For 19 years, the annual Auckland Lantern Festival has lit up the city — first at Albert Park, and now the Auckland Domain.
But for Jennifer King, who as Asia New Zealand Foundation's culture director has played a key role in bringing the festival to New Zealand, it will be a bittersweet moment when the event comes to a close on Sunday.
Having been involved since its inception in 2000, this will be the last time King will play any part in the event before retiring.
"Three things stand out in my memory - hugging Barbara Strong-MacKinnon, the council organiser, at the end of the very first festival. She and I had worked so hard to make it happen," King said.
"The second is seeing a middle-aged Chinese man in a sharp suit standing by the amazing lion puppet show ... his whole face softened as he watched as if he were being transported back to his childhood."
The third was meeting Shen Xin, a lady who was part of a visiting delegation from Zhejiang in 1999, who revealed Zhejiang-made lanterns and whose presence marked the start of a partnership that continues to this day.
King is fondly referred to by colleagues as the "Mother of Lanterns".
King never imagined a festival that started as a showcase of second-hand lanterns from Singapore would grow to become New Zealand's largest cultural festival.
With more than 200,000 visitors each year, the festival is today the biggest celebration of Chinese culture in the country.
More than 800 lanterns, mostly made in Zigong, are delivered to the festival site in 20 shipping containers.
"I saw my first lantern festival in the park next to the Forbidden City in Beijing back in 1987 ... the whole thing was magical," King said.
"So when a potential sponsor suggested that the foundation come up with an idea for a Chinese festival, my mother reminded me about the lantern festival I'd raved about in letters home."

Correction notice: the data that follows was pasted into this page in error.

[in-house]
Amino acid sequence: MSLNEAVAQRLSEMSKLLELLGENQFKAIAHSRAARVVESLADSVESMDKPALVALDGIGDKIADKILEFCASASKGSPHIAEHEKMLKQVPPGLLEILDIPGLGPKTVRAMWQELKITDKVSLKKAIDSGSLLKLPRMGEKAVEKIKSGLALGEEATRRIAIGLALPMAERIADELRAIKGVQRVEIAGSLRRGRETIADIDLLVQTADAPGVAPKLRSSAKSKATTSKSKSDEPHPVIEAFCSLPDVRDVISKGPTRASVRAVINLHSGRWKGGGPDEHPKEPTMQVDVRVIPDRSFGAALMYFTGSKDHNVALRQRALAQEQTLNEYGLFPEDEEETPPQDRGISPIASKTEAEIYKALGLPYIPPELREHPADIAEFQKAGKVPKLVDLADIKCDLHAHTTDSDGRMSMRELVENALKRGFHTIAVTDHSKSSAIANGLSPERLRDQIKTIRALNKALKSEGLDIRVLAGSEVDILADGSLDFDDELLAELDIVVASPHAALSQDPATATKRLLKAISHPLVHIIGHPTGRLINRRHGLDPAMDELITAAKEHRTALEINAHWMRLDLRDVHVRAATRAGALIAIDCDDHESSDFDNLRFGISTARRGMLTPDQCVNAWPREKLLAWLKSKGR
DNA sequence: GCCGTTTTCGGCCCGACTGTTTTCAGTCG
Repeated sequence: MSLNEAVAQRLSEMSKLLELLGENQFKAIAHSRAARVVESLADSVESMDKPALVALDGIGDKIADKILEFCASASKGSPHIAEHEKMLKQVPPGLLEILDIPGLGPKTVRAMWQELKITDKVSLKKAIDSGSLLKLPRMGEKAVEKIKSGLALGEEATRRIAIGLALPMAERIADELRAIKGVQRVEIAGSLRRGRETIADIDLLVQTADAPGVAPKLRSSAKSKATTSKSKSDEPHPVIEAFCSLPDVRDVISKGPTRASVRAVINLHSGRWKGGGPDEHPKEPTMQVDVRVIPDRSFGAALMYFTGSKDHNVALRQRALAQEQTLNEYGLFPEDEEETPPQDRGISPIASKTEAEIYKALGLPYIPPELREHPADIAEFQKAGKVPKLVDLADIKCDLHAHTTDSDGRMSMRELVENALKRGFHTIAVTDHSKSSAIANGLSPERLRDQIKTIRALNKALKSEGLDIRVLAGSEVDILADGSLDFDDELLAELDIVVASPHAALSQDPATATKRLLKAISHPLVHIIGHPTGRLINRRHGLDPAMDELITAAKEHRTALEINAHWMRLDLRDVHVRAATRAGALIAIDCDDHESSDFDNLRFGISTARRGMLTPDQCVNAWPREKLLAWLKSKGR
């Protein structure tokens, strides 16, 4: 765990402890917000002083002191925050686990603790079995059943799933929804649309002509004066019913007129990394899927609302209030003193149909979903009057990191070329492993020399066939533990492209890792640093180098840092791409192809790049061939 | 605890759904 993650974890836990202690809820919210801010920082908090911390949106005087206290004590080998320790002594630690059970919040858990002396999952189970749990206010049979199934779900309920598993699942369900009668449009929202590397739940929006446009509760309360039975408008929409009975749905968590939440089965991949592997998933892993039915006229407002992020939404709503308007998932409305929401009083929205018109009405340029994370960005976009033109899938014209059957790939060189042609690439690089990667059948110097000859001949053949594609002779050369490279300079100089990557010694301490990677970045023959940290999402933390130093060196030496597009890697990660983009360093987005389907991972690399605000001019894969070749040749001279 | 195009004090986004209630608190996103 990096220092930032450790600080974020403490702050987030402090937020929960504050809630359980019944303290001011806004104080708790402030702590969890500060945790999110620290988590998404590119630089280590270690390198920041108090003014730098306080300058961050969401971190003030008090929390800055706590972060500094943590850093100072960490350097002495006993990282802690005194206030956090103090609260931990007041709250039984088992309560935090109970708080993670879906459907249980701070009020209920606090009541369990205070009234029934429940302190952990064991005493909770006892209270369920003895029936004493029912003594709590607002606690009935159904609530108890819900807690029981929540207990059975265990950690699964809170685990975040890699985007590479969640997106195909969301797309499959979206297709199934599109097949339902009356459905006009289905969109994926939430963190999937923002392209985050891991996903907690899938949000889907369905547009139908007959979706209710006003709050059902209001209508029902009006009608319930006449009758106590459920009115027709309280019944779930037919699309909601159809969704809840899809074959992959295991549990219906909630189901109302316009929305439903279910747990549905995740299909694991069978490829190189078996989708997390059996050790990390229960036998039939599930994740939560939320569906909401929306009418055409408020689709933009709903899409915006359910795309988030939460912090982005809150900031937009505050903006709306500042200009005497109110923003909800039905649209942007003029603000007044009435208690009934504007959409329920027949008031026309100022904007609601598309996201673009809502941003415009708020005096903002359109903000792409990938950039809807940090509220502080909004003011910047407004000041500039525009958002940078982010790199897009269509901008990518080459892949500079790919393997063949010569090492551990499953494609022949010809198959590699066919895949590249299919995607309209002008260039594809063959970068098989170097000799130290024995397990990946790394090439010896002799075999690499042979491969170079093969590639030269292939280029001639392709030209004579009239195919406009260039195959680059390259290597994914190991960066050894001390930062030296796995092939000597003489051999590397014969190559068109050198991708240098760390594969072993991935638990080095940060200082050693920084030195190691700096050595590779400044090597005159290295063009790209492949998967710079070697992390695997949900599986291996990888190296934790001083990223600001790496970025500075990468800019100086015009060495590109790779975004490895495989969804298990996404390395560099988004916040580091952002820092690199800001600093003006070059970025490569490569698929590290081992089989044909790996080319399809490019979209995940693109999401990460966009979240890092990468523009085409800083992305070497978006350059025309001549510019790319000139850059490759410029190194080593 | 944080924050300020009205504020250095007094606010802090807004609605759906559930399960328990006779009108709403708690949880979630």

Today the festival is run in partnership with the Auckland Tourism, Events and Economic Development (ATEED).
The event, to be officially opened on Thursday night, will mark the closing of the Year of the Dog Chinese New Year celebrations.
From Friday to Sunday, the festival will feature local and international performers, street food stalls, art and craft displays and demonstrations and roaming entertainers.
Headlining the international performers is Lao Qiang, a group from China's Shaanxi province that plays "ancient Chinese rock 'n' roll" or "old tune" music.
Other performers from China include a shadow puppet troupe, a saxophonist, throat-singing or khoomei artist and the Xingguang Acrobatic Troupe.
"I will miss travelling to China and negotiating performers and lanterns for the festival with all the partners we have built there over the years," King said.
The sense of nostalgia for the old traditional folk customs was what festival organisers had tried to capture, she said.
King described her time running the festival as a "humbling experience".
"I remember standing in Albert Park around midnight at the end of the first festival 19 years ago knowing that something very special had just happened," she said.
It was the Year of the Dragon, the park was packed and everyone had a smile on their faces.
"I knew we had struck a chord in people's hearts. It was an event waiting to happen. It felt like opening a door and watching people come pouring through."